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New Congress must face deficit

Tuesday's electicould have dramatic impact economy.

Tuesday's election could have a dramatic impact on the economy.

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Updated: May 3, 2013 12:14PM

Does it matter how Tuesday's vote turns out? Of course, it matters

that you vote. Otherwise you haven't earned the right to complain about

anything that Congress does -- or doesn't do-- in the next two years.

But as the political analysts examine the possibilities, the real

question is whether it will make any difference in the policies that

will affect our economy in the next two years.

The political possibilities are vast. The election could result in a

Republican takeover of the House, and a possible Republican majority in

the Senate.

There's even the long-shot possibility that the Tea Party candidates

could split the Republican and independent vote, leaving the Democrats

with more power than anyone anticipates.

Then to complicate matters, no one really knows how the Obama

administration will respond to the ultimate outcome. The result could be

gridlock -- or compromise.

Election impact

But once the numbers have been counted, the impact on the economy

could be dramatic. It's as if the financial system has been sitting on a

see-saw, depending on where you come from. Right now it is pretty

well-balanced between the possibilities of future inflation and looming


The stock market always hates uncertainty, so it has recently been

poised between those two alternatives. The recent higher bias of the

market (and gold) seems to point to an eventual inflationary resolution.

The possibility of even more deficit spending and stimulus makes stocks

attractive in spite of the economy. After all, all of that money has to

go somewhere.

And the election's outcome will have an impact on the Federal

Reserve, as well. Now we all learned in Econ 101 that the Fed is not

impacted by politics. We did learn that, didn't we? But the Fed's

governors and its chairman, Ben Bernanke, are not oblivious to the

outcome of this election.

They're poised to print money -- or, as it's now called,

"quantitative easing." If the Fed suspects that gridlock will be the

political outcome of the election, they might be more inclined to buy

bonds and create liquidity. After all, someone has to keep the economy

from going down the deflationary drain.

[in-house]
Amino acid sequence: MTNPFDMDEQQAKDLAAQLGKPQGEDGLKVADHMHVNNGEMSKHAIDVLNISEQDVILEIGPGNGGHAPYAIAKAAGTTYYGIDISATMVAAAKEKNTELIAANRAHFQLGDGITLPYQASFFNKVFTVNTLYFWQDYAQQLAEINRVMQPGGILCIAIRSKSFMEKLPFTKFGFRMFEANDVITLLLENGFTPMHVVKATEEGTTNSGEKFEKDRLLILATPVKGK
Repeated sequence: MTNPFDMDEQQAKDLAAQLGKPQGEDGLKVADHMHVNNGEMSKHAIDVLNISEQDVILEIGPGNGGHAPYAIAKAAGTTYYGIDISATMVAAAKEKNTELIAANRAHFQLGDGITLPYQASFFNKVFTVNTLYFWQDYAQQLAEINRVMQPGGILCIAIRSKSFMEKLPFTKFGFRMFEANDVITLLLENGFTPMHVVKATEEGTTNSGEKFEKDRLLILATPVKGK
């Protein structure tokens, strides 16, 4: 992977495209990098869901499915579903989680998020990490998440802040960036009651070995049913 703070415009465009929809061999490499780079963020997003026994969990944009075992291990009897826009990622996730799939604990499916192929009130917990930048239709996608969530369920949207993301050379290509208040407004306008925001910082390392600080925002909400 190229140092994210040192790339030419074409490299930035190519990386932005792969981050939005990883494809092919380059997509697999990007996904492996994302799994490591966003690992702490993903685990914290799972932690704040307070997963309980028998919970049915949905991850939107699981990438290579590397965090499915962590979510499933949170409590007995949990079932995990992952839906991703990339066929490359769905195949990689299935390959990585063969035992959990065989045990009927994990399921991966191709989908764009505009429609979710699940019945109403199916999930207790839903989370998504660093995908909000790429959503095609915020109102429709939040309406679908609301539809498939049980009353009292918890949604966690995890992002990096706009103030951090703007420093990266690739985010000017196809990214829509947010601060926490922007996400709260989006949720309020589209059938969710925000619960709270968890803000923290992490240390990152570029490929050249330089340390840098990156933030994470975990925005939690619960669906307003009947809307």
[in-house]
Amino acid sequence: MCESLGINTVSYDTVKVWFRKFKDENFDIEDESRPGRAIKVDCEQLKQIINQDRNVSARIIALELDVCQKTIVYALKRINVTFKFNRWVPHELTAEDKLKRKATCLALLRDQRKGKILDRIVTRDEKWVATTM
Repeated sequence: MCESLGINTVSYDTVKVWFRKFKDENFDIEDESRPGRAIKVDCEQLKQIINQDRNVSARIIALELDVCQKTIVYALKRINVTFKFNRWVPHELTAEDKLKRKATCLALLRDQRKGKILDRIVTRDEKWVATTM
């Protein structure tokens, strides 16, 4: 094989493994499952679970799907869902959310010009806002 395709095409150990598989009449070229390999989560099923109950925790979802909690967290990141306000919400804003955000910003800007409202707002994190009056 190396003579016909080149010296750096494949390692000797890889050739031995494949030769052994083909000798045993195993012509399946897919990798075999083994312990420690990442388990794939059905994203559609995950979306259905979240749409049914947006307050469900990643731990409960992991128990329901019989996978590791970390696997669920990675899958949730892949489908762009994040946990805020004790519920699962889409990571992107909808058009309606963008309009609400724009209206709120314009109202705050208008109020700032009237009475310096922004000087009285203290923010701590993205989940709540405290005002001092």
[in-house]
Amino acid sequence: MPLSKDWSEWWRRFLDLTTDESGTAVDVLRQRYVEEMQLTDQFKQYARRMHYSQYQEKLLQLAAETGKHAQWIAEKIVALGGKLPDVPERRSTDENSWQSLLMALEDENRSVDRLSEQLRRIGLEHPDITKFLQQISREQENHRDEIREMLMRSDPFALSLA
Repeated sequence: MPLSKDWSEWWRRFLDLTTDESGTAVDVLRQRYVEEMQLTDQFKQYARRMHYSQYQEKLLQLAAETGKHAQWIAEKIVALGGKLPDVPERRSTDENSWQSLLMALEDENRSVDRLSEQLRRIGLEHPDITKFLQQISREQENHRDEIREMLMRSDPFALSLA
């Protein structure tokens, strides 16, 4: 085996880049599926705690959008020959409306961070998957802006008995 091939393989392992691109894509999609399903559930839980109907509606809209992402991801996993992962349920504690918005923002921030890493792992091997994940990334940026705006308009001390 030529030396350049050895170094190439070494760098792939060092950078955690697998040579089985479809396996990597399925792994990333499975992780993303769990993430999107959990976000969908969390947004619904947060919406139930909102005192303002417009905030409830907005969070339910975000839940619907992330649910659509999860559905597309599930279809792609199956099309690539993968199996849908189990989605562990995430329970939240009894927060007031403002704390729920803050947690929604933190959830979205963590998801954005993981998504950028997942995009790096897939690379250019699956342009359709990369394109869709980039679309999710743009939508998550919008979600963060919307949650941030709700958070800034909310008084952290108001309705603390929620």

Facing the deficit issue

The really big questions to be decided by this next Congress revolve

around taxes, spending programs, and trade. They may also revisit health

care, and even financial reform. But the focal point of the debate

should be our federal budget deficit.

In the past two years the deficit has jumped from $161 billion to $1.3 trillion.

General spending has increased from less than 20 percent of our economy, our GDP, to more than 25 percent.

It's not your imagination that the government is quickly taking over

our economy, much like crabgrass. And, like a weed, it blends in at

first because it's all green. Only ultimately do you realize that it's

destroyed the lawn.

The key question facing the new Congress will be how to control the

huge and growing national debt, while we still have some credibility in

the global economy.

Will they enact policies that encourage the economy to grow its way

out of debt? Those policies would reward investment, entrepreneurship

and hard work. Or will the next Congress try to squeeze the failing

economy harder, exacting more taxes?

Politics aside

It's certainly not clear that even a Republican majority will do the

"right thing." After all, the last time the Republicans ran Congress

they racked up huge deficits in the midst of a pretty good economy that

had generated growing tax revenues.

There's plenty of opportunity for change when the new Congress is

seated in early 2011 -- and plenty of opportunity for mischief when the

current, lame-duck Congress meets again briefly in December.

What do you think will happen? Is gridlock the best we can hope for?

We're already on track for more slow growth, and more deficits. Can we

afford to not do anything for the next two years? Will the world

let us get away with that kind of indecisive policy and continued

"quantitative easing" -- while they hold piles of dollars?

The real question: Is there any chance of productive compromise to set our country on a better course?

Your vote is important. But, don't just vote blindly out of party

affiliation, or to protest, or because of smarmy commercials being run

by all of the candidates. In many races, we haven't been given great

choices. So once the electoral fervor ends, all Americans will have to

stay involved and continue to speak up. Our future is at stake -- and

that's certainly The Savage Truth.

Terry Savage is a registered investment adviser.

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